As a central focus for 2022, the Pejepscot Historical Center in Brunswick is looking to explore the stories, challenges and opportunities that drove over 300 years of immigration to Maine’s southern Midcoast region.

The theme of immigration to the Midcoast will be told by the historical center through a gallery exhibition, Zoom and in-person talks, an elementary school program, walking tours and other special events throughout the year.

According to Pejepscot Historical Center Executive Director Larissa Vigue Picard, immigration was chosen because of its obvious historical importance as well as its modern-day prevalence in the local region.

Programming will be wide-ranging, primarily covering the 1700s to present day, Picard said, although the center will also touch on European colonization of Maine’s Indigenous populations by the English and the French.

“This is a huge point that we are going to make throughout the year, that immigration and colonization are not the same thing,” said Picard. “Colonization really complicates the notion of immigration.”

Programming will look at the racism and other hardships that various immigrant groups faced upon arrival to Maine, Picard said, as well as what ultimately drew people to the region. The immigration waves of Ulster Scots in the 1700s as well as French-Canadians towards the end of the 1800s and early 1900s will also be covered.


Picard said that the historical center plans to investigate the blind-spots within its collection, and is looking to source family stories, photographs and genealogy from the community to help tell the stories of lesser documented groups.

“You can talk about immigration as a people and a large group, hundreds, thousands, tens of thousands of people, but you can also talk about immigration and the family level or the person level, and it’s a very individual story,” said Picard.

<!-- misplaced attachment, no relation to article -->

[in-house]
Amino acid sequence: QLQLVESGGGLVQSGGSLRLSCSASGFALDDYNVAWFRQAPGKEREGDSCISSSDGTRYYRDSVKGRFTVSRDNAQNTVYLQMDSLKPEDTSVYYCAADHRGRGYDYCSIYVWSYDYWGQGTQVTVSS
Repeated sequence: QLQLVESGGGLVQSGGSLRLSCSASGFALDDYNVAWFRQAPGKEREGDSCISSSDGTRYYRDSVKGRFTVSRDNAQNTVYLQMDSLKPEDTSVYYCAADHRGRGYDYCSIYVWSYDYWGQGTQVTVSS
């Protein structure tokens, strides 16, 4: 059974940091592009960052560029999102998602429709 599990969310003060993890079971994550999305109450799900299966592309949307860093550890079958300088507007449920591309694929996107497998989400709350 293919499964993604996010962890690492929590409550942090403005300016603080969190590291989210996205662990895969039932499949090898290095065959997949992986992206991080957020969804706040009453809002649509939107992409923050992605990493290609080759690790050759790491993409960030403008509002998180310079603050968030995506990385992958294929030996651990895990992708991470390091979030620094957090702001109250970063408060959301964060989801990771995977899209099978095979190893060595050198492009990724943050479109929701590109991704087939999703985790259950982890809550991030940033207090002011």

Today’s migrants

The historical center will also look at immigration up to the present day, which in the Midcoast region has recently included asylum seekers from Angola and the Democratic Republic of the Congo, according to Mid Coast New Mainers vice-chairperson Carol Kalajainen.

Mid Coast New Mainers was officially formed in 2017, and the organization connects new immigrants with community resources primarily in Brunswick and Bath.

Kalajainen estimated that Mid Coast New Mainers has worked with around 35 to 40 families. General challenges that some asylum seekers face, Kalajainen said, include having the gear for winter, carrying the trauma of having left home suddenly and navigating a new language and culture, among others.


“It’s also important to recognize the strengths that they bring: resilience, a desire to give back to the community that has helped them, a willingness to work hard, their youthful ages in a state whose population is older and a longing to live and raise their families in peace and safety,” said Kalajainen.

Among them is Odette Zouri, 43, of Bath, who came to the United States from Burkina Faso with her two children in 2016. Zouri said she came to the U.S. for a better life and came to the Midcoast to find a safer place to raise her children.

Zouri, who recently purchased a house and is now in nursing school, said that one initial challenge upon coming to Maine was adapting to a new language, although groups like Mid Coast New Mainers helped her get a footing in the region that she now calls home.

“I also want to congratulate all of the immigrants giving back to the immigrant community. That’s really a good thing,” said Zouri. “We cannot ask for the host community to give everything to us, we also have to be able to give back to the community who accepted and welcomed us.”

The Pejepscot Historical Center’s first presentation by the Maine Historical Society is scheduled for Jan. 20, and the gallery exhibit will open on Memorial Day weekend.

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